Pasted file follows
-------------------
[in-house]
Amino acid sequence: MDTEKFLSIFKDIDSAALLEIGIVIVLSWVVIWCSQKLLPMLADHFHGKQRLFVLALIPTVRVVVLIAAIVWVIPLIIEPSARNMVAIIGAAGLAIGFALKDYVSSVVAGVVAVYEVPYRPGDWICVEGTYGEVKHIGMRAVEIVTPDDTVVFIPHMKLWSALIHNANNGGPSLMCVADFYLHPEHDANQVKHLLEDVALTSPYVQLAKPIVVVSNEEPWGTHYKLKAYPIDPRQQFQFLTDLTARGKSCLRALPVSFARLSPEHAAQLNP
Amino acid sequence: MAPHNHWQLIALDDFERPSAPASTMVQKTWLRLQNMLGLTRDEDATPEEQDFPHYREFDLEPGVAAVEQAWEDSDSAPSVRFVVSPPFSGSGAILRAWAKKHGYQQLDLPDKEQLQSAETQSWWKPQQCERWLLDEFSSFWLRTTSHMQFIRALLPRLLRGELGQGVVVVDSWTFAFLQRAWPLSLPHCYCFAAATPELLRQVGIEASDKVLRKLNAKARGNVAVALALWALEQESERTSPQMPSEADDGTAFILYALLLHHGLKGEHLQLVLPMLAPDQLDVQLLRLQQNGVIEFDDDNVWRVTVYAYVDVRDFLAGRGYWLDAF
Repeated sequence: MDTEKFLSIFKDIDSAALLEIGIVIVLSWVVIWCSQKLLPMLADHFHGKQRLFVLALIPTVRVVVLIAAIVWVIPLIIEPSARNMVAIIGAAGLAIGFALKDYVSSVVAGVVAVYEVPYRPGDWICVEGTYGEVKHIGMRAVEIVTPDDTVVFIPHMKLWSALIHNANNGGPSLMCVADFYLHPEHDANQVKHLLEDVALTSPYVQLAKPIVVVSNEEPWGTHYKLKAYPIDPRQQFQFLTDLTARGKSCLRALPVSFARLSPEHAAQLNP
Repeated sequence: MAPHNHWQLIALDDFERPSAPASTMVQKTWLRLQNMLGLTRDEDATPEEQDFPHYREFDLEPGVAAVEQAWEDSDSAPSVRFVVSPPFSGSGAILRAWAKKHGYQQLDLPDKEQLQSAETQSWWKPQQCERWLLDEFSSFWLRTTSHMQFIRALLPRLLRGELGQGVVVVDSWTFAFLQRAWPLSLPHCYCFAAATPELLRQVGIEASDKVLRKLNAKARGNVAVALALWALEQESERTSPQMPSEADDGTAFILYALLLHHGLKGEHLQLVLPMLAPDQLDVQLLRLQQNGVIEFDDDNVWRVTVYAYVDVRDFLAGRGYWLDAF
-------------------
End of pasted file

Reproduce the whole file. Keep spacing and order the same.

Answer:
[in-house]
Amino acid sequence: MDTEKFLSIFKDIDSAALLEIGIVIVLSWVVIWCSQKLLPMLADHFHGKQRLFVLALIPTVRVVVLIAAIVWVIPLIIEPSARNMVAIIGAAGLAIGFALKDYVSSVVAGVVAVYEVPYRPGDWICVEGTYGEVKHIGMRAVEIVTPDDTVVFIPHMKLWSALIHNANNGGPSLMCVADFYLHPEHDANQVKHLLEDVALTSPYVQLAKPIVVVSNEEPWGTHYKLKAYPIDPRQQFQFLTDLTARGKSCLRALPVSFARLSPEHAAQLNP
Amino acid sequence: MAPHNHWQLIALDDFERPSAPASTMVQKTWLRLQNMLGLTRDEDATPEEQDFPHYREFDLEPGVAAVEQAWEDSDSAPSVRFVVSPPFSGSGAILRAWAKKHGYQQLDLPDKEQLQSAETQSWWKPQQCERWLLDEFSSFWLRTTSHMQFIRALLPRLLRGELGQGVVVVDSWTFAFLQRAWPLSLPHCYCFAAATPELLRQVGIEASDKVLRKLNAKARGNVAVALALWALEQESERTSPQMPSEADDGTAFILYALLLHHGLKGEHLQLVLPMLAPDQLDVQLLRLQQNGVIEFDDDNVWRVTVYAYVDVRDFLAGRGYWLDAF
Repeated sequence: MDTEKFLSIFKDIDSAALLEIGIVIVLSWVVIWCSQKLLPMLADHFHGKQRLFVLALIPTVRVVVLIAAIVWVIPLIIEPSARNMVAIIGAAGLAIGFALKDYVSSVVAGVVAVYEVPYRPGDWICVEGTYGEVKHIGMRAVEIVTPDDTVVFIPHMKLWSALIHNANNGGPSLMCVADFYLHPEHDANQVKHLLEDVALTSPYVQLAKPIVVVSNEEPWGTHYKLKAYPIDPRQQFQFLTDLTARGKSCLRALPVSFARLSPEHAAQLNP
Repeated sequence: MAPHNHWQLIALDDFERPSAPASTMVQKTWLRLQNMLGLTRDEDATPEEQDFPHYREFDLEPGVAAVEQAWEDSDSAPSVRFVVSPPFSGSGAILRAWAKKHGYQQLDLPDKEQLQSAETQSWWKPQQCERWLLDEFSSFWLRTTSHMQFIRALLPRLLRGELGQGVVVVDSWTFAFLQRAWPLSLPHCYCFAAATPELLRQVGIEASDKVLRKLNAKARGNVAVALALWALEQESERTSPQMPSEADDGTAFILYALLLHHGLKGEHLQLVLPMLAPDQLDVQLLRLQQNGVIEFDDDNVWRVTVYAYVDVRDFLAGRGYWLDAF